New Orleans & the food of the South

I must confess – upon reading Sara Roahen‘s book ‘Gumbo Tales‘ I was completely taken by New Orleans. I love the way that she interweaves the stories of the traditions of the city with the characters who uphold them. Everyone, it seems, has a favourite or special way of doing something: be it their favourite Sazerac or how to make a roux, everyone has an opinion. Yet I wasn’t sold on the rich style of cooking, and even if I wished to love it, simply for the romance than anything else, I was concerned that I would be dissappointed.

As you might know from my previous post about our first evening, I wasn’t immediately impressed – but I won’t digress. Things got way better from then on in. What I needed first was to relax into the city, a suggestion from S who is from New Orleans but currently living in London. This was helped along by lunch on our first day of on this trip at Domilise’s Po-Boy shop in Uptown. Guided by our new friend, we ordered our first oyster-dressed po-boy with Barq’s root beer.. and some real beers too. Reasurred that the food fulfilled the hopes built by Ms Rohan’s book, I relaxed and so began our week in New Orleans.

The Saints are the New Orleans’ current champions of the Superbowl – something I wasn’t aware of until we arrived, but after being here for a few hours you soon realise the importance of this win for the city. We watched one of the pre-season matches while we visited Tonique, a little bar at the top of the French Quarter where S continued his search for the best Sazerac, and I sampled others.

Besides a quick trip to Marigny that night, to see a jelly wrestling competition on the Saturday, the other noteworthy place we visited wasΒ The Butcher @ Cochon, which is what it says on the tin. The Butcher was a perfect way to lose a rainy Sunday afternoon. Pork belly sandwich for me, Pulled pork sandwich for the rest of the gang. Very Southern. We should almost add Pulled pork sandwiches to the burger count. If we did, S would be way in front.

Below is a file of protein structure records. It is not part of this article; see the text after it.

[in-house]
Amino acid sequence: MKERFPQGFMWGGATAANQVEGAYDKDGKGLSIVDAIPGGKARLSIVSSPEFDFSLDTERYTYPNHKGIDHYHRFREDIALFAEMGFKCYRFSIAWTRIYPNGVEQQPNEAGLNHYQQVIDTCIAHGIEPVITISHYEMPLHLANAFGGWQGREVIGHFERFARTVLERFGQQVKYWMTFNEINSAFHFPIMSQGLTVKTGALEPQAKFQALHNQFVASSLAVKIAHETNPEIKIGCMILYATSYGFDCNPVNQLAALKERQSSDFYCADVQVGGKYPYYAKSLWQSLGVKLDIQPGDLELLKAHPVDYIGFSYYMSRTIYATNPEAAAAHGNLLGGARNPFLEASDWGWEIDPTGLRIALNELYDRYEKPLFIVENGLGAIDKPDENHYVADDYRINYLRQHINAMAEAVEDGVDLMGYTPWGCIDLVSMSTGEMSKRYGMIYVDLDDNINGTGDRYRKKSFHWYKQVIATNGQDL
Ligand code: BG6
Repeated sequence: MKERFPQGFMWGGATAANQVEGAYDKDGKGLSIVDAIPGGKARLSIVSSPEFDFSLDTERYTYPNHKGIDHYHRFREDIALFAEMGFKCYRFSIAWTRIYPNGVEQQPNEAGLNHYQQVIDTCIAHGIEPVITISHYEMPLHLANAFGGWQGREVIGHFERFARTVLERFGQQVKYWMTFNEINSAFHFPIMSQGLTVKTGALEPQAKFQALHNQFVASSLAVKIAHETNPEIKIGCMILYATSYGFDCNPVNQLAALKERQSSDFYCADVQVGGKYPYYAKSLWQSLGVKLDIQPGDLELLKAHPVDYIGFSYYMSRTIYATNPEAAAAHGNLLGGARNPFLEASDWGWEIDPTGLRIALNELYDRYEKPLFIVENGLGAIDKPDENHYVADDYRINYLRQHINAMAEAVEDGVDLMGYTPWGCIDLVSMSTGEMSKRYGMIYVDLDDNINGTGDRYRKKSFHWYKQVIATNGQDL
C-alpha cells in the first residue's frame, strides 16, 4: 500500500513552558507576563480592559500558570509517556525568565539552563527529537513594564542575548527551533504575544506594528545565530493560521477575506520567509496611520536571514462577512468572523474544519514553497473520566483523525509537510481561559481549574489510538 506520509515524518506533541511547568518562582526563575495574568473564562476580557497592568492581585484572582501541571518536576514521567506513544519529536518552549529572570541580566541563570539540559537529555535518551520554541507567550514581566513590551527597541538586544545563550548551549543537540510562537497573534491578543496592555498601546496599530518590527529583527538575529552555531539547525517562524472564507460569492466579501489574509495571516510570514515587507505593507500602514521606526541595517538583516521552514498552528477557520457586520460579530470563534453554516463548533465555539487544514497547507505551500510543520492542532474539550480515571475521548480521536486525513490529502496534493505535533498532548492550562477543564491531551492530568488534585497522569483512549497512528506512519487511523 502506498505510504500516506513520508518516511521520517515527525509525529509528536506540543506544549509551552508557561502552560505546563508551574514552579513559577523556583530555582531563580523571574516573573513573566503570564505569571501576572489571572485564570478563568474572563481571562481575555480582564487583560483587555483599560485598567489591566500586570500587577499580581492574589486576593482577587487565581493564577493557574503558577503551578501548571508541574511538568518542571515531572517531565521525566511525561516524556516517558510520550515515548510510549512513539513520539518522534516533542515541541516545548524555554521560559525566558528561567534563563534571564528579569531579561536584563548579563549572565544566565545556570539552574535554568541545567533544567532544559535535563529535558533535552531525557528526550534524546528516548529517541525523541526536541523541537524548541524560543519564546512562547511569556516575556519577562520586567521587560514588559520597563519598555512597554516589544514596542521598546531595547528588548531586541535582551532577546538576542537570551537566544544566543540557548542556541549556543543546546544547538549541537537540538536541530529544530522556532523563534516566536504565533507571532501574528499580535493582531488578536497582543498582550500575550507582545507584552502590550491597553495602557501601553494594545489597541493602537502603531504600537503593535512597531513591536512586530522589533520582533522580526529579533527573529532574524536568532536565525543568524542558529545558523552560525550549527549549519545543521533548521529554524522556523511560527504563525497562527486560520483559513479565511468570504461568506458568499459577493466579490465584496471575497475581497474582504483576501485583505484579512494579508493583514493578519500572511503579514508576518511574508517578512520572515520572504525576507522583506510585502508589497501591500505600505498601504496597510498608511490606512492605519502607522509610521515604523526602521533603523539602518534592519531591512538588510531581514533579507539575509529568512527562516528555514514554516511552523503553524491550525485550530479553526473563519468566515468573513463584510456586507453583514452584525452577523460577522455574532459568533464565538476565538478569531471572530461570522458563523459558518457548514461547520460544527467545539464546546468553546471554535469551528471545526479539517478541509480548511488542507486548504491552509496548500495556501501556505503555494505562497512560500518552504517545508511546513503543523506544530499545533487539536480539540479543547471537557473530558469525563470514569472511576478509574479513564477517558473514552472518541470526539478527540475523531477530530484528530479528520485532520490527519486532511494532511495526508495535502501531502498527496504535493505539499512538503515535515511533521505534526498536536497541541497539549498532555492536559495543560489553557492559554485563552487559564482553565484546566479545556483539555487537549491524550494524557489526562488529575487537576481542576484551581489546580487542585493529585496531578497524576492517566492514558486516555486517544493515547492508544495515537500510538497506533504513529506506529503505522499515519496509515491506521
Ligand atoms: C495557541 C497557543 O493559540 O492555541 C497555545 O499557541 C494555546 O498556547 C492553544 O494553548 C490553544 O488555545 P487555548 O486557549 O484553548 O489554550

Monday is traditionally ‘red bean and rice’ day. The reason? Monday was washing day, and because you were busy with the laundry, you needed to cook a dish that could be prepared with very little attention. As with many traditions in this city, this continues to be practiced in both restaurants and in homes. We had it first for lunch on Magazine St and then again when we popped into Tujagues for a quick afternoon cocktail. While I was sampling my Angostura Rum Phosphate and S was trying another Sazerac – which for the record, he thought was the best one yet – we were enticed to stay for food, in the bar, not in the fancy-pantsy linen clothed restaurant. Phil, the bartender to whom you can watch on one of our videos (when we finally get them edited) ordered for us and moments later we were eating shrimp remoulade (I asked what the two differences of the remoulade was and was told: “red and white”), brisket which is corned beef by any other name, and another plate of red beans and rice. That brisket is damn fine, but it was the lovely hot horseradish sauce that lifted it up to brillant. Wasn’t so hooked on the remoulade but the red beans and rice with corn bread was fantastic.

The following day, after a quick sno-ball at Hansens and chat with Sarah, the author of the book I keep harping on about, we headed out to Dooky Chase’s in Treme where we sampled our first fried chicken of the trip. I had a seafood platter and a bowl of gumbo. Delicious. This restaurant was started in the 1960’s as the first fine dining specifically for the African American community. It was used as a place to gather during the civil right movement and has a large collection of African American art that adornes the walls.
It was this last meal in New Orleans that sealed the deal for us. After extending our stay here by another day, we knew that we had to continue on our way. Up the Mississippi we would be heading and searching for the elusive juke joint music and some more of that fine fried bird.

 

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